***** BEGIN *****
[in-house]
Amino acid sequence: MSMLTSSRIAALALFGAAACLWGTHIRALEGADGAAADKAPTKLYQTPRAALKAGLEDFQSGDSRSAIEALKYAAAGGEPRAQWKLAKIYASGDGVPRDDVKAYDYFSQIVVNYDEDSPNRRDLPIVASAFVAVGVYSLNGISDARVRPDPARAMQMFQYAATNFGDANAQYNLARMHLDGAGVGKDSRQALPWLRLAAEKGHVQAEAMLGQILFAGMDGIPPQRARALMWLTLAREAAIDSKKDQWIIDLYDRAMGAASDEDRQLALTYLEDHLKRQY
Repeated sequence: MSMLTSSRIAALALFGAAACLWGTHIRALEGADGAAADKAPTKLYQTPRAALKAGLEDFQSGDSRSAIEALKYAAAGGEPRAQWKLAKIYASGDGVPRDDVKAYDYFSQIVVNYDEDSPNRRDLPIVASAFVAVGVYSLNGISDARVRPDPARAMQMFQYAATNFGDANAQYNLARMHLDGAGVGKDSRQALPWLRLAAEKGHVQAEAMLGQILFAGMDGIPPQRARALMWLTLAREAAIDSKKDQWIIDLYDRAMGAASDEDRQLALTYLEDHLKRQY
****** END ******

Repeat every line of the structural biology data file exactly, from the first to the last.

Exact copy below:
[in-house]
Amino acid sequence: MSMLTSSRIAALALFGAAACLWGTHIRALEGADGAAADKAPTKLYQTPRAALKAGLEDFQSGDSRSAIEALKYAAAGGEPRAQWKLAKIYASGDGVPRDDVKAYDYFSQIVVNYDEDSPNRRDLPIVASAFVAVGVYSLNGISDARVRPDPARAMQMFQYAATNFGDANAQYNLARMHLDGAGVGKDSRQALPWLRLAAEKGHVQAEAMLGQILFAGMDGIPPQRARALMWLTLAREAAIDSKKDQWIIDLYDRAMGAASDEDRQLALTYLEDHLKRQY
Repeated sequence: MSMLTSSRIAALALFGAAACLWGTHIRALEGADGAAADKAPTKLYQTPRAALKAGLEDFQSGDSRSAIEALKYAAAGGEPRAQWKLAKIYASGDGVPRDDVKAYDYFSQIVVNYDEDSPNRRDLPIVASAFVAVGVYSLNGISDARVRPDPARAMQMFQYAATNFGDANAQYNLARMHLDGAGVGKDSRQALPWLRLAAEKGHVQAEAMLGQILFAGMDGIPPQRARALMWLTLAREAAIDSKKDQWIIDLYDRAMGAASDEDRQLALTYLEDHLKRQY